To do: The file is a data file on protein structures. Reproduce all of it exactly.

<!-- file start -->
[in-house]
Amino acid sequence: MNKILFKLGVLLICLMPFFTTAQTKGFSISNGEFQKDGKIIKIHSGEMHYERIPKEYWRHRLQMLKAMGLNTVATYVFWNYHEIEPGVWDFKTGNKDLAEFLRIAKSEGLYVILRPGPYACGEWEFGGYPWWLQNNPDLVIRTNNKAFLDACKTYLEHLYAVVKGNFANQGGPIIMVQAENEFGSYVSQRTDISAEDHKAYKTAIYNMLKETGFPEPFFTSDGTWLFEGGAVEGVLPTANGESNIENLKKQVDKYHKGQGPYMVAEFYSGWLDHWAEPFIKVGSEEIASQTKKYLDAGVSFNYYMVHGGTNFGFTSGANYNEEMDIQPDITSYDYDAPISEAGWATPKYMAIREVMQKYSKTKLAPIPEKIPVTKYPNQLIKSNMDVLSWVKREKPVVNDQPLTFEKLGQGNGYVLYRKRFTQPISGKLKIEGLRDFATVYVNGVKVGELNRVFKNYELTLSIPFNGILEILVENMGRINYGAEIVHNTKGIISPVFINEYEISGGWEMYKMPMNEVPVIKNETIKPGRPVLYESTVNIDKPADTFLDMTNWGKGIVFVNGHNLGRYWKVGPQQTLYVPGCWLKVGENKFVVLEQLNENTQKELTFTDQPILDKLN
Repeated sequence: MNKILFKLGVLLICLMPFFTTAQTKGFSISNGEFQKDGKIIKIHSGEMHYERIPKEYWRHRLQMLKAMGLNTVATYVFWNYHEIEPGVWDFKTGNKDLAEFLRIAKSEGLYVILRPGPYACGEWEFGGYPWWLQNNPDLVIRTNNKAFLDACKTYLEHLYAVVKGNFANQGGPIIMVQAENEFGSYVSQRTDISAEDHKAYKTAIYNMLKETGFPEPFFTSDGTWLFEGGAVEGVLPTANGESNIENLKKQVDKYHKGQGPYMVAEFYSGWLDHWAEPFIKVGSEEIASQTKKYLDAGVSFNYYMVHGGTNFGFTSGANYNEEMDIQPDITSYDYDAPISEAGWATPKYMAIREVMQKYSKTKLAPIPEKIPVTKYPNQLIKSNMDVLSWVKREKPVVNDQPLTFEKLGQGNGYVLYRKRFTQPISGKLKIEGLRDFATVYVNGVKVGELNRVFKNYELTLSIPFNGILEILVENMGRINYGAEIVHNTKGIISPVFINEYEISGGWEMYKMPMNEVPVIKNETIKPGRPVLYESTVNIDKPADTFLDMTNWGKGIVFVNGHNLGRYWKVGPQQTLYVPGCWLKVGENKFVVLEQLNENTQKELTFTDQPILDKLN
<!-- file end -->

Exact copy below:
[in-house]
Amino acid sequence: MNKILFKLGVLLICLMPFFTTAQTKGFSISNGEFQKDGKIIKIHSGEMHYERIPKEYWRHRLQMLKAMGLNTVATYVFWNYHEIEPGVWDFKTGNKDLAEFLRIAKSEGLYVILRPGPYACGEWEFGGYPWWLQNNPDLVIRTNNKAFLDACKTYLEHLYAVVKGNFANQGGPIIMVQAENEFGSYVSQRTDISAEDHKAYKTAIYNMLKETGFPEPFFTSDGTWLFEGGAVEGVLPTANGESNIENLKKQVDKYHKGQGPYMVAEFYSGWLDHWAEPFIKVGSEEIASQTKKYLDAGVSFNYYMVHGGTNFGFTSGANYNEEMDIQPDITSYDYDAPISEAGWATPKYMAIREVMQKYSKTKLAPIPEKIPVTKYPNQLIKSNMDVLSWVKREKPVVNDQPLTFEKLGQGNGYVLYRKRFTQPISGKLKIEGLRDFATVYVNGVKVGELNRVFKNYELTLSIPFNGILEILVENMGRINYGAEIVHNTKGIISPVFINEYEISGGWEMYKMPMNEVPVIKNETIKPGRPVLYESTVNIDKPADTFLDMTNWGKGIVFVNGHNLGRYWKVGPQQTLYVPGCWLKVGENKFVVLEQLNENTQKELTFTDQPILDKLN
Repeated sequence: MNKILFKLGVLLICLMPFFTTAQTKGFSISNGEFQKDGKIIKIHSGEMHYERIPKEYWRHRLQMLKAMGLNTVATYVFWNYHEIEPGVWDFKTGNKDLAEFLRIAKSEGLYVILRPGPYACGEWEFGGYPWWLQNNPDLVIRTNNKAFLDACKTYLEHLYAVVKGNFANQGGPIIMVQAENEFGSYVSQRTDISAEDHKAYKTAIYNMLKETGFPEPFFTSDGTWLFEGGAVEGVLPTANGESNIENLKKQVDKYHKGQGPYMVAEFYSGWLDHWAEPFIKVGSEEIASQTKKYLDAGVSFNYYMVHGGTNFGFTSGANYNEEMDIQPDITSYDYDAPISEAGWATPKYMAIREVMQKYSKTKLAPIPEKIPVTKYPNQLIKSNMDVLSWVKREKPVVNDQPLTFEKLGQGNGYVLYRKRFTQPISGKLKIEGLRDFATVYVNGVKVGELNRVFKNYELTLSIPFNGILEILVENMGRINYGAEIVHNTKGIISPVFINEYEISGGWEMYKMPMNEVPVIKNETIKPGRPVLYESTVNIDKPADTFLDMTNWGKGIVFVNGHNLGRYWKVGPQQTLYVPGCWLKVGENKFVVLEQLNENTQKELTFTDQPILDKLN